• Some fish species are parasites, such as the candirú, a typical Amazonian Basin species from the Río Napo, Loreto, Peru.

    Visual by Danté Fenolio

  • The Waterfall Climbing Loach, lives out of water for extended periods, using its well-developed pectoral and pelvic fins to crawl out of the water to feed on bacteria growing on damp cave rocks.

    Visual by Danté Fenolio

Some fish species are parasites, such as the candirú, a typical Amazonian Basin species from the Río Napo, Loreto, Peru.

The Waterfall Climbing Loach, lives out of water for extended periods, using its well-developed pectoral and pelvic fins to crawl out of the water to feed on bacteria growing on damp cave rocks.

Visuals by Danté Fenolio

How much, then, are we willing to bet that any particular species is “not worth saving?”

Can we know that the next frog or salamander that we allow to go extinct isn’t the one bearing just the chemistry that could ultimately cure a human disease, treat a family member, or even save our own lives? These are sobering questions, and yet as much as half of the world’s amphibians are either facing serious environmental problems, are in decline, or have gone extinct.

As we all know, the crisis goes well beyond amphibians. Open your medicine chest. Make a written inventory. Go online and look into the origins of each compound. You will be amazed at the number that came directly from nature. That aspirin originally came from the white willow tree. Are you taking medication for high blood pressure? There’s a good chance it was originally isolated from the venom of the Brazilian pit viper.

  • This larval octopus was captured in a trawl at a depth between 656 and 1,312 feet (200 and 400 meters) in the Gulf of Mexico in 2007.

    Visual by Danté Fenolio

  • One of the ocean’s “monsters” is the Common Fangtooth, which has some of the biggest teeth for its size in the animal kingdom.

    Visual by Danté Fenolio

This larval octopus was captured in a trawl at a depth between 656 and 1,312 feet (200 and 400 meters) in the Gulf of Mexico in 2007.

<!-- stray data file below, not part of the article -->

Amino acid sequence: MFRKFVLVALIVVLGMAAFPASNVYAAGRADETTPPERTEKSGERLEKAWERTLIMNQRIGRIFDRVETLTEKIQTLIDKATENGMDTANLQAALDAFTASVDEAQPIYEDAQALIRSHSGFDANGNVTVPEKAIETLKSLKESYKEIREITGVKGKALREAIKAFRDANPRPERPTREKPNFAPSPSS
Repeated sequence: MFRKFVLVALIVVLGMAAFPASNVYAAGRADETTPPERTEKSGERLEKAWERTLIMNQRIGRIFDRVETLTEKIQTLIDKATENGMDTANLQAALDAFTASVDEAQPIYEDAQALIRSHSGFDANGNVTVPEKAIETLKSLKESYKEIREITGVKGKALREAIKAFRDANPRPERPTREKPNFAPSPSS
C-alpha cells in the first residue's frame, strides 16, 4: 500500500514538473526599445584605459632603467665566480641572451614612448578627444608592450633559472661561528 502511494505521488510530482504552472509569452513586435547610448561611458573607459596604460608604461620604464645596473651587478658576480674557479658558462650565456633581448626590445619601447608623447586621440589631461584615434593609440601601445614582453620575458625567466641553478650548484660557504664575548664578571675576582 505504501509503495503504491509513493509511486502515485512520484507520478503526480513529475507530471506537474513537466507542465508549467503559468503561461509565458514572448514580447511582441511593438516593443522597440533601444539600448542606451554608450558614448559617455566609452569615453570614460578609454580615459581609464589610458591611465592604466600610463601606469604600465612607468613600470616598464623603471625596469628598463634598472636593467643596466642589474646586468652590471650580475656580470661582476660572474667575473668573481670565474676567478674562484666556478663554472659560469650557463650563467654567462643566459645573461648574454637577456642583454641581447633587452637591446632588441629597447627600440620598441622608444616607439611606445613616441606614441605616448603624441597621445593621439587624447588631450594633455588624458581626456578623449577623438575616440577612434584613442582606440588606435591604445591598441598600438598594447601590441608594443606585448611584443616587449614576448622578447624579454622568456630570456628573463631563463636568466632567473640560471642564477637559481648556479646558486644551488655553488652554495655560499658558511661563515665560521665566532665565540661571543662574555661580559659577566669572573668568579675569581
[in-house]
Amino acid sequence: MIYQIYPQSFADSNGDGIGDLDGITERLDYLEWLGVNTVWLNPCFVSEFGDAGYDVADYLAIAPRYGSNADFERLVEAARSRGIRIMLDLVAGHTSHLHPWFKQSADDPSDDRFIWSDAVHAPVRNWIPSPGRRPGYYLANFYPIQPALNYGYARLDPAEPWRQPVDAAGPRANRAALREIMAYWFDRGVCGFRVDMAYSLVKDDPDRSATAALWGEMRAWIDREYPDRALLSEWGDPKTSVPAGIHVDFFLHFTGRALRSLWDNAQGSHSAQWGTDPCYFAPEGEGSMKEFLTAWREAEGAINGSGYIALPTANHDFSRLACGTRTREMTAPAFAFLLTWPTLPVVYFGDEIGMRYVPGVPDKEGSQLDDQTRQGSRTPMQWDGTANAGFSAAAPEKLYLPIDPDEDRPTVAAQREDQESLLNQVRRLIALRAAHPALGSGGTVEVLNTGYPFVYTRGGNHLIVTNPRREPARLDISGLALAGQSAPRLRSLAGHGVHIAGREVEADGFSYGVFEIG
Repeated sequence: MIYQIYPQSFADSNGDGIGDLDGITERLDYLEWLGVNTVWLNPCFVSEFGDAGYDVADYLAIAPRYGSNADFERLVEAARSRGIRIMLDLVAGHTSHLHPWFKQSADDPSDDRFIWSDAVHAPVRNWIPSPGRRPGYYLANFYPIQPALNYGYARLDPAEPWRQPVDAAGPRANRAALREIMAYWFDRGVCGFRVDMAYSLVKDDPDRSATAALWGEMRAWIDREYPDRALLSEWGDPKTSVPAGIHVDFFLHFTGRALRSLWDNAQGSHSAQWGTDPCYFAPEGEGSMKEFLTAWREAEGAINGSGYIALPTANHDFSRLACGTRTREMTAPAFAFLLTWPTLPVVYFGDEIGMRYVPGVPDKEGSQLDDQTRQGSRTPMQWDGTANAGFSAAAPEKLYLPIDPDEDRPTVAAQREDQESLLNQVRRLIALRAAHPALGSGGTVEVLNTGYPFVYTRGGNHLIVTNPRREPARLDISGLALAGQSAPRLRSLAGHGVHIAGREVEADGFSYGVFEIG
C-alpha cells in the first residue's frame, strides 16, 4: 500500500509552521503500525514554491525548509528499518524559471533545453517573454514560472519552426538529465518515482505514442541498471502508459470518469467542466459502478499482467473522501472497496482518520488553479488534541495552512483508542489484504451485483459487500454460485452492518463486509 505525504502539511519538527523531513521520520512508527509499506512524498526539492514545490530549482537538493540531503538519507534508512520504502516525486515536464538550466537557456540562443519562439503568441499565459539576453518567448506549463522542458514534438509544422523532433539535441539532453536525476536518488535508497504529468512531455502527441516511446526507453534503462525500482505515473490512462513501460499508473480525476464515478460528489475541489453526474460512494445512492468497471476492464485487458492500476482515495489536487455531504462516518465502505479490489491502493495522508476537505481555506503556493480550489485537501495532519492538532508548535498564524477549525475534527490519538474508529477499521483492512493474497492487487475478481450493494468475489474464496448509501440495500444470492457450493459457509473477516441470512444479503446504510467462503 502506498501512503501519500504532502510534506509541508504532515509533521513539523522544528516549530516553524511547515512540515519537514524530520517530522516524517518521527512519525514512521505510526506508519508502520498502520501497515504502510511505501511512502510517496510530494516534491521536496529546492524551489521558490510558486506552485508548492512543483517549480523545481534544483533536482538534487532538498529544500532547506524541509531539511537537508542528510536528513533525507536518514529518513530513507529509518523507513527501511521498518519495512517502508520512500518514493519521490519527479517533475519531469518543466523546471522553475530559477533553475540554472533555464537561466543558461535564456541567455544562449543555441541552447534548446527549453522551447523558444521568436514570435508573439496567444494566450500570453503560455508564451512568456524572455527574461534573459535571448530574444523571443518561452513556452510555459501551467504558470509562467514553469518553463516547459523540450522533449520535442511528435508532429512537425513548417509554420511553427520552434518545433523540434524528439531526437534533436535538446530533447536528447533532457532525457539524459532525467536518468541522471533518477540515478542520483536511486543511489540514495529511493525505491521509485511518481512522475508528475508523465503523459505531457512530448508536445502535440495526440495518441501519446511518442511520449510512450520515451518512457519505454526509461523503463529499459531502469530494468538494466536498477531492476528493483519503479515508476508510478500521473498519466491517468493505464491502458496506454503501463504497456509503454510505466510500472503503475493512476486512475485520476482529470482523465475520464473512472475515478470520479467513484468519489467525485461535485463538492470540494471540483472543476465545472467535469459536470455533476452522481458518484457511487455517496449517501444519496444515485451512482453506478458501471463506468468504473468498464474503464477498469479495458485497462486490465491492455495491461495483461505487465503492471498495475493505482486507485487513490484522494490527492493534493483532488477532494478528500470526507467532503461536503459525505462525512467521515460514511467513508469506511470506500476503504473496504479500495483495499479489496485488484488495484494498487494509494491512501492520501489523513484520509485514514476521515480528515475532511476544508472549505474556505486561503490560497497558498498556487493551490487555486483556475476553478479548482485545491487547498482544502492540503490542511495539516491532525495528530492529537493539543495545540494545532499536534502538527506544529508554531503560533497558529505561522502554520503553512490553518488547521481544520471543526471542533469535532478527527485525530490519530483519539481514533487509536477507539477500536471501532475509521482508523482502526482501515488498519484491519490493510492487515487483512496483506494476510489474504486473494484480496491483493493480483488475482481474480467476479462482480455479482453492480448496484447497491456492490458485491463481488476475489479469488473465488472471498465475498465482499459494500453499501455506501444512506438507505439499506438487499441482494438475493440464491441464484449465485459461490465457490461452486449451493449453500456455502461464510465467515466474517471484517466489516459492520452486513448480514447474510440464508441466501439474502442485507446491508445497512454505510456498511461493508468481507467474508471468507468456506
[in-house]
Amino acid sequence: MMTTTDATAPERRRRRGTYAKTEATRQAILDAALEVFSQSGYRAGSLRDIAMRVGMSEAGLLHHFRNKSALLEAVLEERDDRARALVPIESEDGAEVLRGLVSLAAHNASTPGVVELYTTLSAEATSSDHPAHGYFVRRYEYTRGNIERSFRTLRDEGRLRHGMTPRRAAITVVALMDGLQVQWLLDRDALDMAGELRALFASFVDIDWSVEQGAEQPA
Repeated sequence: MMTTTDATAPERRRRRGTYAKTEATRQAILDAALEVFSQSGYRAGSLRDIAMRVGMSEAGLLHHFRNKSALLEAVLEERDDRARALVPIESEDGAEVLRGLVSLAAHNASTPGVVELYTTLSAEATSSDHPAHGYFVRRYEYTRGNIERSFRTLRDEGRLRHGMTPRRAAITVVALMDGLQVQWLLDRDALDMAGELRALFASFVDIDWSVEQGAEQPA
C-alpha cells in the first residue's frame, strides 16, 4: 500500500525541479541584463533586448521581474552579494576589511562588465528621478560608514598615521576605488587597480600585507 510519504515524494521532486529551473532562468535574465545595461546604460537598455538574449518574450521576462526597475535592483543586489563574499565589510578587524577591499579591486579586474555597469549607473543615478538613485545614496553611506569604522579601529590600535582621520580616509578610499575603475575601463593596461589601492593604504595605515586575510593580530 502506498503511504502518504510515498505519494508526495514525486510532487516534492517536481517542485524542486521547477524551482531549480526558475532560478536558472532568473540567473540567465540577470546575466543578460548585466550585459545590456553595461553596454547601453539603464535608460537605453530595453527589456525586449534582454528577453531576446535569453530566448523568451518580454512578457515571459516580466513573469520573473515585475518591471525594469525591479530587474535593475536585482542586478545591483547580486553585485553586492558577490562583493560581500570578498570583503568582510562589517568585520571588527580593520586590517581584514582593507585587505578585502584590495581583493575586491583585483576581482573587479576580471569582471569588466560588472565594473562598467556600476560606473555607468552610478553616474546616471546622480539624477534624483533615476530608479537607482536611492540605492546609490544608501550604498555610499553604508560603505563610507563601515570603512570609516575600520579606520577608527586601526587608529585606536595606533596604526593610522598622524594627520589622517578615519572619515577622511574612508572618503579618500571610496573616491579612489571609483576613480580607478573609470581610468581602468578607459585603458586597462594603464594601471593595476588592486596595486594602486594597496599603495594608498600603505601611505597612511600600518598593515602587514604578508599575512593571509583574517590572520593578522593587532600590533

One of the ocean’s “monsters” is the Common Fangtooth, which has some of the biggest teeth for its size in the animal kingdom.

Visuals by Danté Fenolio

 

It’s important to acknowledge that, the transition from a natural extract to a medicine is a lengthy and expensive process. A promising chemical compound may be mixed in with dozens or even hundreds of other compounds. Isolating the right one can be exceedingly difficult. Replicating it may be costly, difficult, and slow. All of those obstacles need to be considered – as well as ways to overcome them.

But technological constraints will be broken as our society advances. More mysteries of the biological world will, in time, come to be understood, leading to more breakthroughs for humanity. In that sense, no species can ever be considered “useless,” and our default must be the conservation of all biodiversity.

If we don’t conserve our biodiversity, then we risk creating an insurmountable obstacle, one in which the future holds no natural reservoirs from which we can draw. We will be only left to wonder whether a species we allowed to vanish might have held the key to curing cancer, whether a lost animal contained a chemical that could have treated heart disease.

Such examples should remind us that humanity simply cannot afford to turn its back on biodiversity. Our very future depends on it.